On August 6, the 70th anniversary of the dropping of the atomic bomb on Hiroshima in 1945, author and lecturer Frank Settle will discuss some of the interesting information he uncovered while researching his book about George C. Marshall’s role in developing this new weapon. His talk begins at 5:30 pm in the Pogue Auditorium at the Marshall Foundation in Lexington.
Dr. Settle’s book, General George C. Marshall and the Atomic Bomb, to be published in early 2016 by Praeger, provides the first full narrative describing General Marshall’s crucial role in the decades-long development of nuclear weapons that included the Manhattan Project and the use of the atomic bomb on Japan.
Col. Keith Gibson, Director, VMI Museum System, will talk about special related objects from the VMI Collection that will be on display that evening.
The public is invited and must register by calling Leigh McFaddin at (540) 463-7103, ext. 138.
Guests can see the exhibition, “The Art of War,” that features examples of conventional weapons as well as examples of “paper bullets,” which are posters, leaflets, brochures, film and editorial cartoons that were used to influence public opinion during WWI and WWII.
General Marshall is best known today as the architect of the plan for Europe’s recovery in the aftermath of World War II—the Marshall Plan. He also earned acclaim as the master strategist of the Allied victory in World War II. He mobilized and equipped the Army and Air Force under a single command; he served as the primary conduit for information between the Army and the Air Force and the president and secretary of war; he developed a close working relationship with Admiral Earnest King Chief of Naval Operations; he worked with Congress and leaders of industry on funding and producing resources for the war; and he developed and implemented the successful strategy the Allies pursued in fighting the war. Last but not least of his responsibilities was the production of the atomic bomb.
Frank A. Settle, Ph.D., professor emeritus of chemistry, Washington and Lee University and director of the ALSOS Digital Library for Nuclear Issues, was professor of chemistry at the Virginia Military Institute from 1964 to 1992. Before coming to W&L in 1998, he was a visiting professor at the U.S. Air Force Academy, a consultant at Los Alamos National Laboratory, and a program officer at the National Science Foundation. He is a co-author of Instrumental Methods of Analysis and the editor of The Handbook of Instrumental Analytical Techniques. He has published extensively in scientific, educational, and trade journals. At W&L he developed and taught courses on nuclear history, nuclear power, and weapons of mass destruction for liberal arts majors.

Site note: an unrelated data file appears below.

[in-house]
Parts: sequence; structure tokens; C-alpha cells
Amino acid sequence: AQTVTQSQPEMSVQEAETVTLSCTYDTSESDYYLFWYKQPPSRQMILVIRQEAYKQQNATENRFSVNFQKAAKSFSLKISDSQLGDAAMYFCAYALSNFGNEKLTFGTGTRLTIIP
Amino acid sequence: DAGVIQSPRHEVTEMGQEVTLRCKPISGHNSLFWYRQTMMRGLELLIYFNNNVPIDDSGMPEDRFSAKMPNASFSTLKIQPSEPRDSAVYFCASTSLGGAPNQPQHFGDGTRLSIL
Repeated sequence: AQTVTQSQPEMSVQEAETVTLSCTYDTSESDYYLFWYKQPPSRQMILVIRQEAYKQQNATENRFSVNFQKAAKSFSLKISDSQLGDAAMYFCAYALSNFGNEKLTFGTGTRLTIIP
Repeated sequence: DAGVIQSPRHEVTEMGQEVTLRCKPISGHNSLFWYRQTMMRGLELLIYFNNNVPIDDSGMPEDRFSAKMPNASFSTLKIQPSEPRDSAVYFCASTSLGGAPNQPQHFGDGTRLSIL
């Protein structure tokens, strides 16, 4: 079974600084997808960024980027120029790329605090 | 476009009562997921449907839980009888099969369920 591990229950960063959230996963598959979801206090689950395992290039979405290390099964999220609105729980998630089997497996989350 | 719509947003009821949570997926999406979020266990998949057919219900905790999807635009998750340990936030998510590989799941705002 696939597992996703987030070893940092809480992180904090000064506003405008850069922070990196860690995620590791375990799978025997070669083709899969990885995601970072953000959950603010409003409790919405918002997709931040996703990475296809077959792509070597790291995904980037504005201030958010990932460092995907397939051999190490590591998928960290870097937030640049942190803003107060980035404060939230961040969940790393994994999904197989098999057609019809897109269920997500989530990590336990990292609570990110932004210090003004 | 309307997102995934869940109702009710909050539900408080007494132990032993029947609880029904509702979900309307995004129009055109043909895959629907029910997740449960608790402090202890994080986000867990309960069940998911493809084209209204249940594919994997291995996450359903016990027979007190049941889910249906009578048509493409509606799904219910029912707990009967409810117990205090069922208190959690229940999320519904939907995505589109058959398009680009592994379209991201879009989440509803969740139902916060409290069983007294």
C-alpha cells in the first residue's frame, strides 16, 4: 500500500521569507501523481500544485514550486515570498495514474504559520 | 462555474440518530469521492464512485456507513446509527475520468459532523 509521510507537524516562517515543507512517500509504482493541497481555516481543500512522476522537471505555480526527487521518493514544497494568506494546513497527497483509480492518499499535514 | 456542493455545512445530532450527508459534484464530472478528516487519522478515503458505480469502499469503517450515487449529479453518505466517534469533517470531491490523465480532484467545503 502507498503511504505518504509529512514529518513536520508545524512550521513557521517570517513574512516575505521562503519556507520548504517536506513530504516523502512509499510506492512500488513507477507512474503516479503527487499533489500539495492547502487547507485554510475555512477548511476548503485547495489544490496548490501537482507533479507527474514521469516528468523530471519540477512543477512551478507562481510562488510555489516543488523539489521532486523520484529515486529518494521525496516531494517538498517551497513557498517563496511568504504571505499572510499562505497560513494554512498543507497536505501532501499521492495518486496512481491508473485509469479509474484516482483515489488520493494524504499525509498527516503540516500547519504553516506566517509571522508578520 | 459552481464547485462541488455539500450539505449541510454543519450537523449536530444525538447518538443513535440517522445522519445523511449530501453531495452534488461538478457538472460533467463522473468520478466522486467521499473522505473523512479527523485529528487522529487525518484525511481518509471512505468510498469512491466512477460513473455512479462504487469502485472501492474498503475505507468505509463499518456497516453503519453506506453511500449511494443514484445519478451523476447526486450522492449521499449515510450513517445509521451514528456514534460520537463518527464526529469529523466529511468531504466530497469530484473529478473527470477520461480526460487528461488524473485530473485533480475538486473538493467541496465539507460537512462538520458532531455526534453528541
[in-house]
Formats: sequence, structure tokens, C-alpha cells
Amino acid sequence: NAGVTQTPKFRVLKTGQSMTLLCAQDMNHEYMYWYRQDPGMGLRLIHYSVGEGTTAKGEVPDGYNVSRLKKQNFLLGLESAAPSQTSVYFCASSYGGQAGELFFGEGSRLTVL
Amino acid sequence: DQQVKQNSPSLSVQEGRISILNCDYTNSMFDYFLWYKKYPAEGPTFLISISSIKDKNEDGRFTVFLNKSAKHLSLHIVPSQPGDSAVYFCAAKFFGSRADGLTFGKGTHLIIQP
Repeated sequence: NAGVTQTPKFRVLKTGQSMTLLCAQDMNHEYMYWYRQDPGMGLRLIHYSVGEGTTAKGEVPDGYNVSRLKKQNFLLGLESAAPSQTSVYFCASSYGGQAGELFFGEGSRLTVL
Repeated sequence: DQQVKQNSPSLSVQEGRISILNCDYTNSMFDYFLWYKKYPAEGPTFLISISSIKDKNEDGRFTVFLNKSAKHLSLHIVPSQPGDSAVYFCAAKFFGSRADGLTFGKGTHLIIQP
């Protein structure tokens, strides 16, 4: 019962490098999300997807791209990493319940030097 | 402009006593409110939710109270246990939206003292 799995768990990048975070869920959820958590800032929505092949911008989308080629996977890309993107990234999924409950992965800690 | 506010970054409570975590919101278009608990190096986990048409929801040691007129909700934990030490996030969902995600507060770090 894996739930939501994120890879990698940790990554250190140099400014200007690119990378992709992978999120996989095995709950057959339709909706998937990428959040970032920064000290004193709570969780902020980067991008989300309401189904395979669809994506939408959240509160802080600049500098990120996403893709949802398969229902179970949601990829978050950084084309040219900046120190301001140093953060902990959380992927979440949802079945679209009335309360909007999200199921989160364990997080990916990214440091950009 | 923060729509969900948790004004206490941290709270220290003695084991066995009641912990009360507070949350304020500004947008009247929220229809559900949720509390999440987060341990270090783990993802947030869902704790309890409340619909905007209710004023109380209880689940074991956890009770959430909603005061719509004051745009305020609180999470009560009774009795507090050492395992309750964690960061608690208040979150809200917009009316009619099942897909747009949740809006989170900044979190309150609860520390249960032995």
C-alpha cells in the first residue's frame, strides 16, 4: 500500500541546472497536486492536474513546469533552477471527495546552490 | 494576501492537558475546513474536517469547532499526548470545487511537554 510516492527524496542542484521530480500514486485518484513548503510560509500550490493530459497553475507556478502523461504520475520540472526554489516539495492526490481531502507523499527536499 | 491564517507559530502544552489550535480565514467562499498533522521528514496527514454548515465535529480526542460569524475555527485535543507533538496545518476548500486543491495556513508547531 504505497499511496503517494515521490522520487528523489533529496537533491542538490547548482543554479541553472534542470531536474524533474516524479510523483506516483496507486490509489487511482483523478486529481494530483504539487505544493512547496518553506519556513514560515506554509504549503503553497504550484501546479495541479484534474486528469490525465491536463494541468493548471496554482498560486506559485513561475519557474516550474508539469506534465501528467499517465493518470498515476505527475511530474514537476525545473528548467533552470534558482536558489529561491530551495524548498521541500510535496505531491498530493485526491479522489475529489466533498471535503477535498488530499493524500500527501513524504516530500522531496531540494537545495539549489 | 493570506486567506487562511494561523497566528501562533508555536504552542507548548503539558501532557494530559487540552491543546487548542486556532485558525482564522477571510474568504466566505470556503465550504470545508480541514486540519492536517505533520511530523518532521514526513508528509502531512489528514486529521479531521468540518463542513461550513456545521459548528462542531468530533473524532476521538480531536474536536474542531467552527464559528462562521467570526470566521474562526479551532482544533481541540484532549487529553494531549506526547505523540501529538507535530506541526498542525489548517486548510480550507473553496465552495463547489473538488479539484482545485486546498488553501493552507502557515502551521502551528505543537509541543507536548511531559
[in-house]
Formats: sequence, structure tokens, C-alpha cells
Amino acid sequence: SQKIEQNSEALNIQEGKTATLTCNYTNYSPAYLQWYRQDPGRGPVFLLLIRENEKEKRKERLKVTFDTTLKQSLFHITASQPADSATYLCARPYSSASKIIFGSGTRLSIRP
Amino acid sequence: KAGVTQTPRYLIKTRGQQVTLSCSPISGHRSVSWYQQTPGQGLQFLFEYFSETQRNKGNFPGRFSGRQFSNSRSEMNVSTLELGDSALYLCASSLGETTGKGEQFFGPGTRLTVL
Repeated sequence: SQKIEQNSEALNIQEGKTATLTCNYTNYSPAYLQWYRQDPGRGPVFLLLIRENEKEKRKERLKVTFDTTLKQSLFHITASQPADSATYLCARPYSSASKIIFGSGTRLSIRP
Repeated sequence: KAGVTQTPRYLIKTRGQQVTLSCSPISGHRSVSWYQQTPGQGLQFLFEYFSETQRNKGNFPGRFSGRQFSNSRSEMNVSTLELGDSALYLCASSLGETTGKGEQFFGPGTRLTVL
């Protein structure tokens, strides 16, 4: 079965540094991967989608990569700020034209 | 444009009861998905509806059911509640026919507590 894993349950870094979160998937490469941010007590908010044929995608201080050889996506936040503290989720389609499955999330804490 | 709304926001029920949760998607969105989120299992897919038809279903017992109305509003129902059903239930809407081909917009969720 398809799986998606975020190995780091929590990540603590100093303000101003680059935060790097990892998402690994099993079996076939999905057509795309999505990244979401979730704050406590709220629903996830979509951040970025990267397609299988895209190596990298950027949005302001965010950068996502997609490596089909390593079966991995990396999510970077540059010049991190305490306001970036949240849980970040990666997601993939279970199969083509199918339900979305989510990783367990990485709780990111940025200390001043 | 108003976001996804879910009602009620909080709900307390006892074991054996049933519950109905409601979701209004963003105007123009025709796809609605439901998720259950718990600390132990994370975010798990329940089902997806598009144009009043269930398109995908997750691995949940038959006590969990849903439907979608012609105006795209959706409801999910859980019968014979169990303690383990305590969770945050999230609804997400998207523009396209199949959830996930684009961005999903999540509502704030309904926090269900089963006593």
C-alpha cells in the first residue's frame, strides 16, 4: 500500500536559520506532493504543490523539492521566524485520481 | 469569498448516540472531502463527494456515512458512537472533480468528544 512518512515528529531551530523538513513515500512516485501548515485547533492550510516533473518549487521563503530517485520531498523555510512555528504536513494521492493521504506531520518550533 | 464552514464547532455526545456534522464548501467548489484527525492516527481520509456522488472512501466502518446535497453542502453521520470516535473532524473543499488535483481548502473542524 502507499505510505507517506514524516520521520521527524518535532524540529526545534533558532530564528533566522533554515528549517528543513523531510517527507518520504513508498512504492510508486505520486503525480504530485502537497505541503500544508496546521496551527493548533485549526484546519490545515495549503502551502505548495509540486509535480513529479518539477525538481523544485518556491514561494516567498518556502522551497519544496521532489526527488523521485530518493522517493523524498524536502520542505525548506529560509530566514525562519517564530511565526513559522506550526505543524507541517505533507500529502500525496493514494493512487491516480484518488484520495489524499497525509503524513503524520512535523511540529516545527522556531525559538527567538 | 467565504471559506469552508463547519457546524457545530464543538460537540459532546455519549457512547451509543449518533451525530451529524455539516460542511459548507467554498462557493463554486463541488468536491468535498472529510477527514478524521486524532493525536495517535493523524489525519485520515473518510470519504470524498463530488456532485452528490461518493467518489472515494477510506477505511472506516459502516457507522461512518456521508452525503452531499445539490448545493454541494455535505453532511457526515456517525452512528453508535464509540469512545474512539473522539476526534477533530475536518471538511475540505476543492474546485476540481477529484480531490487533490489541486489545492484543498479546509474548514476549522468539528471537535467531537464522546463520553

His new book, researched at the Marshall Library, describes how Marshall encountered, assessed, addressed and utilized the most powerful weapon in the history of warfare. The narrative begins in 1941, with President Roosevelt’s appointing Marshall to his advisory committee for atomic energy. It continues with his critical involvement in the production and use of the bomb and concludes with his post-WWII service as secretary of state and secretary of defense. The work provides insights into Marshall’s evolving views of the bomb before, during, and after its use. It also illustrates his ability to lead the collaborative efforts of scientists, military personnel, congress, two presidents, the British and the Soviets.
The George C. Marshall Legacy Series interprets General Marshall’s legacy through a multi-year series of events and programs centered on key themes, events or episodes from General Marshall’s career.